Written by Keshala Dias
08 Feb, 2018 | 9:06 am
Animal research, published in the journal Nature, showed breast tumours struggled without the dietary nutrient asparagine.
It is found in the foodies’ favourite asparagus, as well as poultry, seafood and many other foods.
In the future, scientists hope to take advantage of cancer’s “culinary addictions” to improve treatment.
Asparagine is an amino acid – a building block of protein – and takes its name from asparagus.
The study, conducted at the Cancer Research UK Cambridge Institute, took place on mice with an aggressive form of breast cancer.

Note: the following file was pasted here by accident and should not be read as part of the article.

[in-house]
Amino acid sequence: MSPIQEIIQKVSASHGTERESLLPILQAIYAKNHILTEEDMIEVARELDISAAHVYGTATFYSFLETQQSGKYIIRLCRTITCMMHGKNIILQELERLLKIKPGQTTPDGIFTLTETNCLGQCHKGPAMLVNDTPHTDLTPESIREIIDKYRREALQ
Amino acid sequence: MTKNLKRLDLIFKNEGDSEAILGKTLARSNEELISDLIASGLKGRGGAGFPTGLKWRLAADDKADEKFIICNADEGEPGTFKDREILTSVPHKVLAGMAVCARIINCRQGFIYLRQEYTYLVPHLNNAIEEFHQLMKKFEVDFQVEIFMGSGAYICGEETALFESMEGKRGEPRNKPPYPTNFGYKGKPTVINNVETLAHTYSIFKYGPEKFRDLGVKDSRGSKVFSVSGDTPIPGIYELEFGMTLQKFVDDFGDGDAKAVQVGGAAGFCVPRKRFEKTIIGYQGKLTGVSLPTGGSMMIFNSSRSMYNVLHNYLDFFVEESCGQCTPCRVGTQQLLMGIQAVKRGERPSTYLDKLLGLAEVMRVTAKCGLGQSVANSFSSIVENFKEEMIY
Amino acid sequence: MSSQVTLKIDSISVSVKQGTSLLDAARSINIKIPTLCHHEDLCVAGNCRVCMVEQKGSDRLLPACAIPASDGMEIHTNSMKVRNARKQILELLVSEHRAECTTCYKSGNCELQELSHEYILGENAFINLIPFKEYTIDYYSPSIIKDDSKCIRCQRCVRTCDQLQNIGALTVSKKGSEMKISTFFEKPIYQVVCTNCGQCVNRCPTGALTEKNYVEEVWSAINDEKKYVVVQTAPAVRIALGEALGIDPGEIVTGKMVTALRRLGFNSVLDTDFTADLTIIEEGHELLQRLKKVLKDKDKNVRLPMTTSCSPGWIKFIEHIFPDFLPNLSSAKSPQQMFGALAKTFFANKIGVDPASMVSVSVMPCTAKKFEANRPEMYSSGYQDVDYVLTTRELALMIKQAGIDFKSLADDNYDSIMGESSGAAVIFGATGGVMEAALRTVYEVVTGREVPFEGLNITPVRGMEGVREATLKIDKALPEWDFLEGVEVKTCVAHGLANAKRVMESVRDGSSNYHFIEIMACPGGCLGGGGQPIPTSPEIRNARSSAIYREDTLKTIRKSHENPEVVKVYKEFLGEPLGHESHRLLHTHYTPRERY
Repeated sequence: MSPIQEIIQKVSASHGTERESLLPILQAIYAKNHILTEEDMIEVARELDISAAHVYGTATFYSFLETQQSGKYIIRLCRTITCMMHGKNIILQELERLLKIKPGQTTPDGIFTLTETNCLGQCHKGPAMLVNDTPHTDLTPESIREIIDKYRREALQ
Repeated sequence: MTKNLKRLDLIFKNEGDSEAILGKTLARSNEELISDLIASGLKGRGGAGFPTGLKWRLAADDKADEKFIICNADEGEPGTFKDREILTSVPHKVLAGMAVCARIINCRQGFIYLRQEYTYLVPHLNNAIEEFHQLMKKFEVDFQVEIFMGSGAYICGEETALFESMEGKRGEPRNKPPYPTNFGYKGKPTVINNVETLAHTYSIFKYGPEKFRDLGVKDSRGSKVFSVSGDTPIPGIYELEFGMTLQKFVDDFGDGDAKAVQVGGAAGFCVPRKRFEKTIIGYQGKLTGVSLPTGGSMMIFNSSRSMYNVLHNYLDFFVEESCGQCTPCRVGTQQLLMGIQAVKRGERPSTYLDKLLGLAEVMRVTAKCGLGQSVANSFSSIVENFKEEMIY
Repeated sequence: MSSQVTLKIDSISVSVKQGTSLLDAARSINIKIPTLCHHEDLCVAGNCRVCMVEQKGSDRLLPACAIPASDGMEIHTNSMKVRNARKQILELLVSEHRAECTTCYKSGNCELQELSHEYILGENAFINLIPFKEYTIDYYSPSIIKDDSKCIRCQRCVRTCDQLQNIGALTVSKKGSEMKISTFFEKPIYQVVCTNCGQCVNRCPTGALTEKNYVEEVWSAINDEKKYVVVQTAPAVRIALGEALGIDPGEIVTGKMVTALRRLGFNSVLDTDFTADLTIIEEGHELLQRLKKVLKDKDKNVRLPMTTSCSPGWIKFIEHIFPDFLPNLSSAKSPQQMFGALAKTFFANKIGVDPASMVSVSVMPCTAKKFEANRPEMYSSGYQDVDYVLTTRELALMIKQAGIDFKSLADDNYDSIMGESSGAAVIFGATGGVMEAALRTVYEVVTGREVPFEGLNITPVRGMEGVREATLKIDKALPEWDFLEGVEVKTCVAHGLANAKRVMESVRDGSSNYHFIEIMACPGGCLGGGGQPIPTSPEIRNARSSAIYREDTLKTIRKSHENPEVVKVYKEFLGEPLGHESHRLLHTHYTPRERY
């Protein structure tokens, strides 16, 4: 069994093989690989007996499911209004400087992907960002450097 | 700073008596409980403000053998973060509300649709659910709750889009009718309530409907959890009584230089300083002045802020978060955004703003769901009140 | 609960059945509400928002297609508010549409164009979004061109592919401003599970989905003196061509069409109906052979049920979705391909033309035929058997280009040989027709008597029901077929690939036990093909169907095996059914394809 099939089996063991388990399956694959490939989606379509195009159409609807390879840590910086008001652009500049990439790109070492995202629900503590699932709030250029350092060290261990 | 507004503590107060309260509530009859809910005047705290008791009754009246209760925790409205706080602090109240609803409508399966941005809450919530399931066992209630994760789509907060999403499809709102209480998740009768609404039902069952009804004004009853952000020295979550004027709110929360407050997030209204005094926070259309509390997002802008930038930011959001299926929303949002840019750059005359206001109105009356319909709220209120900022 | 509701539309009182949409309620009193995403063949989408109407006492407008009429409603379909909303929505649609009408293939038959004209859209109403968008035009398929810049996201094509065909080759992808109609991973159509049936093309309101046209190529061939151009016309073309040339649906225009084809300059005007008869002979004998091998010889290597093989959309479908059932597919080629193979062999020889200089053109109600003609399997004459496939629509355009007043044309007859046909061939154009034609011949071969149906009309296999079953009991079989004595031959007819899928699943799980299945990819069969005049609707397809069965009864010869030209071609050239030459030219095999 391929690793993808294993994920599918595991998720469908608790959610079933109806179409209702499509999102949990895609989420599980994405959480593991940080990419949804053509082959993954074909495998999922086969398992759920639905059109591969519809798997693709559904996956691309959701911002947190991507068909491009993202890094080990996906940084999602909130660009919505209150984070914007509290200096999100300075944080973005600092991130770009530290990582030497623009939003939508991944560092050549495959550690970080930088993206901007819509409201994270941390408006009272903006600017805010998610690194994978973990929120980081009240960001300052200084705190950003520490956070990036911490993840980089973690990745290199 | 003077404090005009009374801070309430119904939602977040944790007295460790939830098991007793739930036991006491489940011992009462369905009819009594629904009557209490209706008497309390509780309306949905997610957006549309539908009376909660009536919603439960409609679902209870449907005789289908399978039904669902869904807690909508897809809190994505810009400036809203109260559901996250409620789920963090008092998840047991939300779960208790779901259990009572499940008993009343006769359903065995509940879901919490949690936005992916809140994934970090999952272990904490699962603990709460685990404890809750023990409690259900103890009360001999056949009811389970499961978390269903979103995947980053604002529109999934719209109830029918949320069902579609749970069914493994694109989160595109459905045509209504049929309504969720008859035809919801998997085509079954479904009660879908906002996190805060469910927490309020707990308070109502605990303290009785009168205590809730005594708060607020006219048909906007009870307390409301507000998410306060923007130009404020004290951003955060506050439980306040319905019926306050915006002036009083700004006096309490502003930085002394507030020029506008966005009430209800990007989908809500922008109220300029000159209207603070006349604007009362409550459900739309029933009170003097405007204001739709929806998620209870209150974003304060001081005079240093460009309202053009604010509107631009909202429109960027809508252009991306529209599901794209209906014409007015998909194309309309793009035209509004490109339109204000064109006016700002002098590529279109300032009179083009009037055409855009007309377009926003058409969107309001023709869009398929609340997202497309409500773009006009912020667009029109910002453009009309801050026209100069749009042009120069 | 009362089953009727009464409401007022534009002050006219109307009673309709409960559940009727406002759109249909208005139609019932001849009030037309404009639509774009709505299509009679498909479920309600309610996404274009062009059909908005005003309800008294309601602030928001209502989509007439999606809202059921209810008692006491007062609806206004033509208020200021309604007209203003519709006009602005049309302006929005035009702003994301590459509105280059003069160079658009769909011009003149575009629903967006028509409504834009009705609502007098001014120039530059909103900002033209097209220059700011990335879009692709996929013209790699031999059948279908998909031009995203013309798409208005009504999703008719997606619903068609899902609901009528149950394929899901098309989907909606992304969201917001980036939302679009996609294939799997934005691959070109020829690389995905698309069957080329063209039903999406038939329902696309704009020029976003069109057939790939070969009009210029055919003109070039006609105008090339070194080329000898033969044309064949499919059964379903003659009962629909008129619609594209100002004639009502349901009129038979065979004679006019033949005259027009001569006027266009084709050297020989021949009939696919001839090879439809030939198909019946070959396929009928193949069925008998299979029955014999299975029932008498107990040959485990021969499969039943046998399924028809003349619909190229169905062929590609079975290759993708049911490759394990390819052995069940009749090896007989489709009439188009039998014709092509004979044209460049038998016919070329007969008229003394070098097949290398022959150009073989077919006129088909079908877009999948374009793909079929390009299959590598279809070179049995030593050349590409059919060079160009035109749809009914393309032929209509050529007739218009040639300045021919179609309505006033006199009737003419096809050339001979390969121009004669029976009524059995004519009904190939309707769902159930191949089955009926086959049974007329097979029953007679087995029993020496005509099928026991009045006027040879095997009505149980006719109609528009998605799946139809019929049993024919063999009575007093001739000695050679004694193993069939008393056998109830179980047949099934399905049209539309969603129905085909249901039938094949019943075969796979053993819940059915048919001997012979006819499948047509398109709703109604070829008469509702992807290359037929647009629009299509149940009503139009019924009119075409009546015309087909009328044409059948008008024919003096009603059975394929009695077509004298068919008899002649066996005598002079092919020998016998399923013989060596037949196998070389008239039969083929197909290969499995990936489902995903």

Normally they would die in a couple of weeks as the tumour spread throughout the body.
But when the mice were given a low-asparagine diet or drugs to block asparagine then the tumour struggled to spread.
“It was a really huge change, [the cancers] were very difficult to find,” said Prof Greg Hannon.
Last year, the University of Glasgow showed cutting out the amino acids serine and glycine slowed the development of lymphoma and intestinal cancers.
Prof Hannon told the BBC: “We’re seeing increasing evidence that specific cancers are addicted to specific components of our diet.
“In the future, by modifying a patient’s diet or by using drugs that change the way that tumour cells can access these nutrients we hope to improve outcomes in therapy.”
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